The second justification given by the army for capturing the Beaufort can be derived from the war plan of Northern Command. The Beaufort is situated in the center of a ridge that overlooks the Litani River from about 800 meters, which is why the Crusaders built the fortress and why it has seen so many battles throughout the years...Someone seems to have exaggerated the importance of the fortress. A perusal of the intelligence files about the site which were prepared in Northern Command before the war indicates that the Palestinian fighters in that area were incapable of doing damage to the tank division that was moving toward them, even if the former had the topographical advantage.
...The weakness of the military justifications for capturing the Beaufort raises the possibility that there were other rationales for the campaign, which the army is not inclined to talk about. First, there were considerations of a political nature. In the act of launching the war, Begin and Sharon wanted to bring the government at least one winning card, and the Beaufort was perfectly suited for that role. Its historic importance, its massive presence and the lofty status accorded the fortress by the Palestinian forces made it a very desirable target for Begin and Sharon...

...even before the world learned about the capture of the Beaufort, The Washington Post published an article which tried to examine the war’s goals. The writers claimed that Begin’s stated ambition − to push the Palestinian forces dozens of kilometers to the north, taking Israel out of their range − would not be so simple to achieve...Sneh rejects vehemently the theory that one reason Israel captured the Beaufort was to improve relations with Haddad and his militia. However, other officers who were interviewed for this article do not rule this out so vigorously. The relationship between Haddad and the IDF was critical for the future of the security zone in that period.
...The New York Times noted in the wake of the ceremony that Israel was trying to create a buffer zone under the control of Haddad’s militia. Prime Minister Begin had marked the start of that process by giving Haddad a prize in the form of the Beaufort, the paper said. Haddad’s men soon abandoned the site, which was manned again in 1985, by Israel, when the IDF withdrew into the security zone.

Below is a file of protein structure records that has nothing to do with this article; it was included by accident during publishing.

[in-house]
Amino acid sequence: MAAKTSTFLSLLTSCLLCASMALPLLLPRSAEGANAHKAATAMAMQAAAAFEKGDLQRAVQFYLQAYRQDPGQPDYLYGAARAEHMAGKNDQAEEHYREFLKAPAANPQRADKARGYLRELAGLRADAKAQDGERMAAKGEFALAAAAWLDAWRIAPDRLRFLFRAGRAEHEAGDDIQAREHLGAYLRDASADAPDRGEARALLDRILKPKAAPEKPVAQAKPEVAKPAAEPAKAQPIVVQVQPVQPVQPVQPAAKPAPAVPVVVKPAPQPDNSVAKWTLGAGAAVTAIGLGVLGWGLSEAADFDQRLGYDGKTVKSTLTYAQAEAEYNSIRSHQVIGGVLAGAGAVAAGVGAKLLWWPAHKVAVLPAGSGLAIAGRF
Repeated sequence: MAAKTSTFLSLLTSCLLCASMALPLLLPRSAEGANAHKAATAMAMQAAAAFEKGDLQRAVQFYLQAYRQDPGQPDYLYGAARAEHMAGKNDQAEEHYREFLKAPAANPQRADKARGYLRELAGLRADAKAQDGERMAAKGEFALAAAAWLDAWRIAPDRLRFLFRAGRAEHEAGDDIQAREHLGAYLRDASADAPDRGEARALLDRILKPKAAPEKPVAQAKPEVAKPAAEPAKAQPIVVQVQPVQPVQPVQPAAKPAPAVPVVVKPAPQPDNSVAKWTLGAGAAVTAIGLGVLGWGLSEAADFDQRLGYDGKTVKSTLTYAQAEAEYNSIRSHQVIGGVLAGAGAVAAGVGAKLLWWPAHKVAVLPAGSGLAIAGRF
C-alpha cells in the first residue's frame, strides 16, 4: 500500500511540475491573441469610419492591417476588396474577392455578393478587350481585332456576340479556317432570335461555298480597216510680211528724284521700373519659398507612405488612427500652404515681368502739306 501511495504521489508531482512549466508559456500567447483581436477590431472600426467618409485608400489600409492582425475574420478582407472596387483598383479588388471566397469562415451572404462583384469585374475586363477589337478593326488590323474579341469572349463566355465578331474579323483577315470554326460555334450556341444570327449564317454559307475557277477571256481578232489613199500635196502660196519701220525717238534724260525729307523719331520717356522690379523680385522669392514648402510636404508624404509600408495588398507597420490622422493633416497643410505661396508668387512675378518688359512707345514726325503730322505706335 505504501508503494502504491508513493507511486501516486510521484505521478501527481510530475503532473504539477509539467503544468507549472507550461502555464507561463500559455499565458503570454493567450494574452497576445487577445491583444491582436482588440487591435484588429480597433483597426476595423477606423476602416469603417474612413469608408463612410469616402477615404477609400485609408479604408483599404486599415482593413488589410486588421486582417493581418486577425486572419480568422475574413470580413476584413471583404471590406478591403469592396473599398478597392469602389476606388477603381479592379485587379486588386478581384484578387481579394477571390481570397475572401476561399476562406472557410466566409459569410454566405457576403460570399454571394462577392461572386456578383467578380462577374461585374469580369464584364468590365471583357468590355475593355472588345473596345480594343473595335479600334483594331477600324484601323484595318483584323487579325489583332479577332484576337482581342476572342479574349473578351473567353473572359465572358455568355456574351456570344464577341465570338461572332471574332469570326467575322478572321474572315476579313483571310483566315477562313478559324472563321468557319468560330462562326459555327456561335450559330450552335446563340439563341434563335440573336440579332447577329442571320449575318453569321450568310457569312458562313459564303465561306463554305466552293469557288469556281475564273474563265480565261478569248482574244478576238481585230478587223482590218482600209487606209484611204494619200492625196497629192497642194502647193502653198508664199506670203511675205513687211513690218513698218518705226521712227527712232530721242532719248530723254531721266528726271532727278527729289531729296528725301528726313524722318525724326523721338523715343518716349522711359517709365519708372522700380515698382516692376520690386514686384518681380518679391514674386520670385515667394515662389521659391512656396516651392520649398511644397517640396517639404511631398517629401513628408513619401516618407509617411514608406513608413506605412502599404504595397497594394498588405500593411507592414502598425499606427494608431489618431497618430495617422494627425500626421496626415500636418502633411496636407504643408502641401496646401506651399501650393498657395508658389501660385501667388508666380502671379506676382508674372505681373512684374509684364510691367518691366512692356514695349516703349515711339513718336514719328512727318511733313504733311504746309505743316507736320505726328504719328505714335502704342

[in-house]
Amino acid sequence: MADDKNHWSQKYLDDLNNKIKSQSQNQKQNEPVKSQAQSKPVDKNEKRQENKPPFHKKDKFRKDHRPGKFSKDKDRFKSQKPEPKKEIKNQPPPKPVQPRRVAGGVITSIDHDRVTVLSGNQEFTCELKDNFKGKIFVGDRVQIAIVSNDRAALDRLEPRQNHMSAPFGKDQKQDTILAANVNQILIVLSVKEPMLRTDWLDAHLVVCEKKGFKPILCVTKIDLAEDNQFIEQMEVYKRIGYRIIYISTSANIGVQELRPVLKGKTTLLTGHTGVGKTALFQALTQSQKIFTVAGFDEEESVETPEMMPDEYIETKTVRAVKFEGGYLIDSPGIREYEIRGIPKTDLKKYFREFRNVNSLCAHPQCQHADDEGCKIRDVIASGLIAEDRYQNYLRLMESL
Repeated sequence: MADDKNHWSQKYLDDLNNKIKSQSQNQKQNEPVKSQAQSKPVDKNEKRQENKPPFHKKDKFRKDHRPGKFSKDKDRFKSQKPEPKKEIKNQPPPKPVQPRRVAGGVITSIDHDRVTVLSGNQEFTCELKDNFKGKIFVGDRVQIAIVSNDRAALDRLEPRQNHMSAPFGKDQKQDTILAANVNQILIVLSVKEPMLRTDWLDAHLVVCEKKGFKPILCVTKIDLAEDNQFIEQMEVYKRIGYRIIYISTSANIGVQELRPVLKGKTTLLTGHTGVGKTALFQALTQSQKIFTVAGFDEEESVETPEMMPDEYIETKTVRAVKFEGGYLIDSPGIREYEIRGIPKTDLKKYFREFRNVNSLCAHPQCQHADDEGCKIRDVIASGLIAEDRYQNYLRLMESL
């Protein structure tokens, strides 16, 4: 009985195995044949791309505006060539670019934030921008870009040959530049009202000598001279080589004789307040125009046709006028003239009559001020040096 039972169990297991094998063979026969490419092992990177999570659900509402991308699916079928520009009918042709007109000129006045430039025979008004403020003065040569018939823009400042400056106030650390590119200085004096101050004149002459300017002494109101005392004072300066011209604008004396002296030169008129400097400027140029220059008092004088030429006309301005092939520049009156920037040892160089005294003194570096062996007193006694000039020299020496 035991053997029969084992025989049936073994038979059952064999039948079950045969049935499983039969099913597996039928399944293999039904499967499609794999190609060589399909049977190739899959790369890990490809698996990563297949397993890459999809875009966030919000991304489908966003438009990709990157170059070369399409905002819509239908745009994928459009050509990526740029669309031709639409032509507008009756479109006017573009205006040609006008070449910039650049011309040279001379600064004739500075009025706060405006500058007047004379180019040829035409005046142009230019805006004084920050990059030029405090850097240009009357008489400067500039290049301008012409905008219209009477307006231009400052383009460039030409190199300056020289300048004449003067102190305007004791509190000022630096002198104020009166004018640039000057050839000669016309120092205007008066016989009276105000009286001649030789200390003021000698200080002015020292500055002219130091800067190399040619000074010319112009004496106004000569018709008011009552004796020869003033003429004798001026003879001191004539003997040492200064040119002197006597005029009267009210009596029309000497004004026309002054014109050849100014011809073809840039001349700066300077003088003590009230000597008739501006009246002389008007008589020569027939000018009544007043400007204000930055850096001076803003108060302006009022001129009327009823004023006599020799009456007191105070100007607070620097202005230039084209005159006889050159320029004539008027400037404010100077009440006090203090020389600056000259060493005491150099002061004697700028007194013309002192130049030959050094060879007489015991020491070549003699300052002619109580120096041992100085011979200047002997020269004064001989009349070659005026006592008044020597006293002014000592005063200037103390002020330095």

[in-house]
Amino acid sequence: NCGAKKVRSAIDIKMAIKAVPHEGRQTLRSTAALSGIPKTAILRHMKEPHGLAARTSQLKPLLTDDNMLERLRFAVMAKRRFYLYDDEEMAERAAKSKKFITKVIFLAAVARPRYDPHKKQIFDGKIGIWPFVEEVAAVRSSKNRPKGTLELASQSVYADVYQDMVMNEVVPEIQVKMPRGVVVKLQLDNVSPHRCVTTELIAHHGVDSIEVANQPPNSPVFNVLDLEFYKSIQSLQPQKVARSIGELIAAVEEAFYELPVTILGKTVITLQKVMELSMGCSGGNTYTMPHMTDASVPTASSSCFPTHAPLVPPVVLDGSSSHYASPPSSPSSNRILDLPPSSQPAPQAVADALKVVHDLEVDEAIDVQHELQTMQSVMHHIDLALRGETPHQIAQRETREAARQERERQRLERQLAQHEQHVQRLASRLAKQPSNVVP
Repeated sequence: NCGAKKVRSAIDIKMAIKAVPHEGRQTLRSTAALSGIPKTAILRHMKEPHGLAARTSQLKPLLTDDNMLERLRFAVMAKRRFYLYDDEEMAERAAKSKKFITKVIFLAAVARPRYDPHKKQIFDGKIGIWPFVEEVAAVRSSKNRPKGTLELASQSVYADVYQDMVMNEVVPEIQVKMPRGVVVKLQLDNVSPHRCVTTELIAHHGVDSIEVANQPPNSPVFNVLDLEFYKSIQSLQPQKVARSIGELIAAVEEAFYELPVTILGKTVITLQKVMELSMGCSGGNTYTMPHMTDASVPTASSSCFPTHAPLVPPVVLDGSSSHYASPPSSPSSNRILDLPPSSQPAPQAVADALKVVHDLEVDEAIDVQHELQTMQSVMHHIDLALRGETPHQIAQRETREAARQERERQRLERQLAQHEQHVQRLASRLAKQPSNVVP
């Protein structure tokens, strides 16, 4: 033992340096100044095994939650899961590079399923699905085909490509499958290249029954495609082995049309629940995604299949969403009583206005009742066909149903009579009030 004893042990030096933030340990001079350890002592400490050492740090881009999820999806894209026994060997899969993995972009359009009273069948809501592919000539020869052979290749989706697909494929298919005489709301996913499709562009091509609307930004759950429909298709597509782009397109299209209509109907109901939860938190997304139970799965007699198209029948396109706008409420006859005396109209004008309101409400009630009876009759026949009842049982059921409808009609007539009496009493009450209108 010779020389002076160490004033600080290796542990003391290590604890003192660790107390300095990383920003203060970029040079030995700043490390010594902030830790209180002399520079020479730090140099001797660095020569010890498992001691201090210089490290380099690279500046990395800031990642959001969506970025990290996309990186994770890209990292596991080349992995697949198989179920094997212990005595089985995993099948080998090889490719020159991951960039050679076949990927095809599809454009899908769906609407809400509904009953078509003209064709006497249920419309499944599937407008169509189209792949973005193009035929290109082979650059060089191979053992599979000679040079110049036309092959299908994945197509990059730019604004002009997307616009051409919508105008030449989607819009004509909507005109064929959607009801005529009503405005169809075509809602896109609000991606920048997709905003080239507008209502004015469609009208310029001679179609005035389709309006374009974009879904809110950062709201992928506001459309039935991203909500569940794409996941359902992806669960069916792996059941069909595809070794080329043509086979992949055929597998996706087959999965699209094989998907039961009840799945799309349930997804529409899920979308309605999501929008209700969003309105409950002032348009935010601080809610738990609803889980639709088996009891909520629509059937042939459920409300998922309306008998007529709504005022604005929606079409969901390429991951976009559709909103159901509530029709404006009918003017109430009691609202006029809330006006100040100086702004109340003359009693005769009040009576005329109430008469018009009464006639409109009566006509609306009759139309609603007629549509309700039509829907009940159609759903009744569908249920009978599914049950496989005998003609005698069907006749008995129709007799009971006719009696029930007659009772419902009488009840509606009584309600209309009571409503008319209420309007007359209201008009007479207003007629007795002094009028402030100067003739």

“On the flight back to Safed, Begin talked enthusiastically about the Beaufort nonstop,” journalist Carmeli recalls. “He asked us to hurry, because he wanted to get to the cabinet meeting which had been planned for him in Jerusalem and tell the ministers what he had seen personally. We landed in Safed. I asked Begin’s staff to get the films to the television studios in Jerusalem and sat down to record a voice-over for the report. In the meantime, the security guards and the members of the entourage went to pick up their bags, and Begin remained alone at the helipad. I looked at him. It was a very sad moment. He sat on a wobbly, shaky, maybe even rusty chair, holding his cane loosely and nodding off, his head tilted back. He was very tired. Suddenly he also looked very old. Inappropriate for the image of prime minister leading a whole nation and army into war.”
In later years, Rafael Eitan, chief of staff during the war, related that Begin was so eager to capture the Beaufort that at times this seemed to bother him more than the fear that the IDF was close to engaging with Syrian forces.
According to the testimony of officers in Northern Command, before Begin left the war room on the night before his visit to the Beaufort, he ordered his aides to wake him at any hour of the Beaufort were captured. The next day, the Newsweek reporter who covered the war from Israel wrote that at 2 A.M. one of the premier’s aides woke Begin up to say the Beaufort was in Israeli hands. Begin apparently said, “Go to Sharon, give him a hug for me and tell him that from now on I will finally be able to sleep peacefully.”